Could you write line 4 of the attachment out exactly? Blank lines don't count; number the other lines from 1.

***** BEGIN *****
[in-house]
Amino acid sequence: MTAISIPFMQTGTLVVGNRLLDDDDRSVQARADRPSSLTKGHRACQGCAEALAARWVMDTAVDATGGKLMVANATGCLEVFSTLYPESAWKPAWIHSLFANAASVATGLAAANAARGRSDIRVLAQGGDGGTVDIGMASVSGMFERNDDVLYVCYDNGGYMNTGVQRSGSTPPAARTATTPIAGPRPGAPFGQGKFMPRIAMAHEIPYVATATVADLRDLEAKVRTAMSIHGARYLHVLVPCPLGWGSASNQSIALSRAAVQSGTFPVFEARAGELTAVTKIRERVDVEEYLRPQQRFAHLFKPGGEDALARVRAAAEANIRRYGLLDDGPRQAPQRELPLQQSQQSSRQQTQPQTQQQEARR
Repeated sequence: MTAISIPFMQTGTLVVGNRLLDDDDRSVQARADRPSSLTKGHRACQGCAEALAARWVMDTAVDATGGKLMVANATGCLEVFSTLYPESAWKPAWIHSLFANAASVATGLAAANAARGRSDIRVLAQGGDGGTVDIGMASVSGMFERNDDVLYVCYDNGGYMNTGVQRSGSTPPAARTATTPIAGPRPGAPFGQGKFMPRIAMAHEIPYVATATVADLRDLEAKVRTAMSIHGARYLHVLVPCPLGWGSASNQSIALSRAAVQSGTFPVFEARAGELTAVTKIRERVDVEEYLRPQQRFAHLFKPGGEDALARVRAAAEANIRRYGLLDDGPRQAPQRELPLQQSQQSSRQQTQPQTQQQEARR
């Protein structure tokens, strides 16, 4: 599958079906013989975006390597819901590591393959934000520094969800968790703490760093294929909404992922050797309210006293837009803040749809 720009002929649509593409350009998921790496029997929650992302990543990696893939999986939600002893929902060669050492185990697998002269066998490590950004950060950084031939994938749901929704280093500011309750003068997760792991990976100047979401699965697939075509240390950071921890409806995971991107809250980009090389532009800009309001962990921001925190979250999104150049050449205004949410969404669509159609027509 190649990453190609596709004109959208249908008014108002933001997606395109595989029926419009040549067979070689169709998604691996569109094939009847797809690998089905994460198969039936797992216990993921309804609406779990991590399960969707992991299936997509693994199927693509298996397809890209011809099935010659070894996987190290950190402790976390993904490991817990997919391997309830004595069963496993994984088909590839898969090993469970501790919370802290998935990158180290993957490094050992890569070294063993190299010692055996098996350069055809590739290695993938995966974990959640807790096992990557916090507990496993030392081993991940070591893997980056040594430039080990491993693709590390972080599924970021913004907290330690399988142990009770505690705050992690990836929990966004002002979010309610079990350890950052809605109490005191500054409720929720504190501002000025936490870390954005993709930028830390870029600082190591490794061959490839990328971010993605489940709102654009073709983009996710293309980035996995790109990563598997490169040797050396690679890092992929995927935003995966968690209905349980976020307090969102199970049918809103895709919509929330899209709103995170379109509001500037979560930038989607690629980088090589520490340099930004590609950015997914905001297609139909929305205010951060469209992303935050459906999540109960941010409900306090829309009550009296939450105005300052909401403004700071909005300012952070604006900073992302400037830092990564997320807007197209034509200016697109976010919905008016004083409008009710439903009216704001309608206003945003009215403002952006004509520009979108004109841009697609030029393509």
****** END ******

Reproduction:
């Protein structure tokens, strides 16, 4: 599958079906013989975006390597819901590591393959934000520094969800968790703490760093294929909404992922050797309210006293837009803040749809 720009002929649509593409350009998921790496029997929650992302990543990696893939999986939600002893929902060669050492185990697998002269066998490590950004950060950084031939994938749901929704280093500011309750003068997760792991990976100047979401699965697939075509240390950071921890409806995971991107809250980009090389532009800009309001962990921001925190979250999104150049050449205004949410969404669509159609027509 190649990453190609596709004109959208249908008014108002933001997606395109595989029926419009040549067979070689169709998604691996569109094939009847797809690998089905994460198969039936797992216990993921309804609406779990991590399960969707992991299936997509693994199927693509298996397809890209011809099935010659070894996987190290950190402790976390993904490991817990997919391997309830004595069963496993994984088909590839898969090993469970501790919370802290998935990158180290993957490094050992890569070294063993190299010692055996098996350069055809590739290695993938995966974990959640807790096992990557916090507990496993030392081993991940070591893997980056040594430039080990491993693709590390972080599924970021913004907290330690399988142990009770505690705050992690990836929990966004002002979010309610079990350890950052809605109490005191500054409720929720504190501002000025936490870390954005993709930028830390870029600082190591490794061959490839990328971010993605489940709102654009073709983009996710293309980035996995790109990563598997490169040797050396690679890092992929995927935003995966968690209905349980976020307090969102199970049918809103895709919509929330899209709103995170379109509001500037979560930038989607690629980088090589520490340099930004590609950015997914905001297609139909929305205010951060469209992303935050459906999540109960941010409900306090829309009550009296939450105005300052909401403004700071909005300012952070604006900073992302400037830092990564997320807007197209034509200016697109976010919905008016004083409008009710439903009216704001309608206003945003009215403002952006004509520009979108004109841009697609030029393509």